4. Two statements were offered in evidence as dying declarations. Both were made by the woman while in bed in the hospital, suffering terribly from septic peritonitis. Both were made when all about her thought that she was dying, although she was con­scious and mentally alert. The first declaration was made thirty­ four hours before her death, and immediately before making it she said that she was conscious that she "was approaching death" and knew that she had "no chance of recovery." The second was a writing, gathering up in narrative form her oral statements. It was read to her, and assented to and signed by her with a cross, three hours before her death. In it she said "I am ap­proaching death within a few hours and without any hope of recovery whatever." Held, that the trial judge was justified in finding that both declarations were made under a sense of im­pending death and in admitting them in evidence.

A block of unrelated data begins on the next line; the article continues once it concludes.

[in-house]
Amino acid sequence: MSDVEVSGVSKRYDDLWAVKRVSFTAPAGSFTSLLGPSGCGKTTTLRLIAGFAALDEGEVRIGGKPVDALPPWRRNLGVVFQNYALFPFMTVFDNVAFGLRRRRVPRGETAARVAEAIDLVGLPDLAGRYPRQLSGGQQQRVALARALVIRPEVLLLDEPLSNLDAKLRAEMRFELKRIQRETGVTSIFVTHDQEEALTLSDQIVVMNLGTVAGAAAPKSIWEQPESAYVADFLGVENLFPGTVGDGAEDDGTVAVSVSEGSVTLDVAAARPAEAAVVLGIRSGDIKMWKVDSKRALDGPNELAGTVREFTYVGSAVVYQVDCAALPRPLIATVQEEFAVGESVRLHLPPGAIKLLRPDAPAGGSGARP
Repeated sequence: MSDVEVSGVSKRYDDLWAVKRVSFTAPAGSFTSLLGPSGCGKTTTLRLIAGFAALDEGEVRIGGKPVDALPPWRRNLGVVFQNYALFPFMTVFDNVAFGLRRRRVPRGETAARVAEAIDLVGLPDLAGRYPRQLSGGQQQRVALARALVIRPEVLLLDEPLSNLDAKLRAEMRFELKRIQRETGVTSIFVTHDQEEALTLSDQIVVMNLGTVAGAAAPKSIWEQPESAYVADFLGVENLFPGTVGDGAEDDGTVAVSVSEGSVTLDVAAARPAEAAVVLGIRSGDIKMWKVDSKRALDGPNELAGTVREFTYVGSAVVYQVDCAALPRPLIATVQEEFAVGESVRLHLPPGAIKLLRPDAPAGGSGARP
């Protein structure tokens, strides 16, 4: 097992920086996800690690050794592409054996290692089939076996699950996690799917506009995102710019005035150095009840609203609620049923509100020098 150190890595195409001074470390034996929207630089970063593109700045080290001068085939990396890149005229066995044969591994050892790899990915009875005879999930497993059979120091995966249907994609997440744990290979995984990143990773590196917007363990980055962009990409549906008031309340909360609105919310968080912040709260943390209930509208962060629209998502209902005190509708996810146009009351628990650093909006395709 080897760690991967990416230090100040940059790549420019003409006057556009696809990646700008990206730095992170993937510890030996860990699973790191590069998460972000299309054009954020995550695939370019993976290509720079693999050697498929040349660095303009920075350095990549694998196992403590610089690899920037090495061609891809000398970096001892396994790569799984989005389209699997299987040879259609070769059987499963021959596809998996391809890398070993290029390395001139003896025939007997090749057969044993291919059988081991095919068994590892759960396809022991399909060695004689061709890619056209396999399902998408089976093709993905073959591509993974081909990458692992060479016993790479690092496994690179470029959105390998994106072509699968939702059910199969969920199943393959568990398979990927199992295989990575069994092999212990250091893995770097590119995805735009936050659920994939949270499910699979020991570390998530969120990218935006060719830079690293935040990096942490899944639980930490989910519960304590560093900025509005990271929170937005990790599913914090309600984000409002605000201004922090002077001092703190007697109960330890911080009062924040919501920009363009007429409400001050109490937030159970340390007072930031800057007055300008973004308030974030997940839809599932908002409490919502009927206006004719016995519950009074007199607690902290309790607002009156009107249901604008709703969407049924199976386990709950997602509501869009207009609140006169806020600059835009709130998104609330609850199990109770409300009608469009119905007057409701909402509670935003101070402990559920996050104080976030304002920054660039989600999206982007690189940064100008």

5. It is the state of mind and the sense of impending death at the time of making the declaration, and not the fact of quick succes­sion of death after the declaration, that makes a dying declaration admissible.

 

On writ of error to the Atlantic County Oyer and Ter­miner Court.

 

Before GUMMERE, CHIEF JUSTICE, and Justices SWAYZE and TRENCHARD.

 

For the plaintiff in error, Eugene G. Schwinghammer.

 

For the defendant in error, Edmund G. Gaskill, Jr. (prose­cutor of the pleas), and Clarence L. Cole.

 

The opinion of the court was delivered by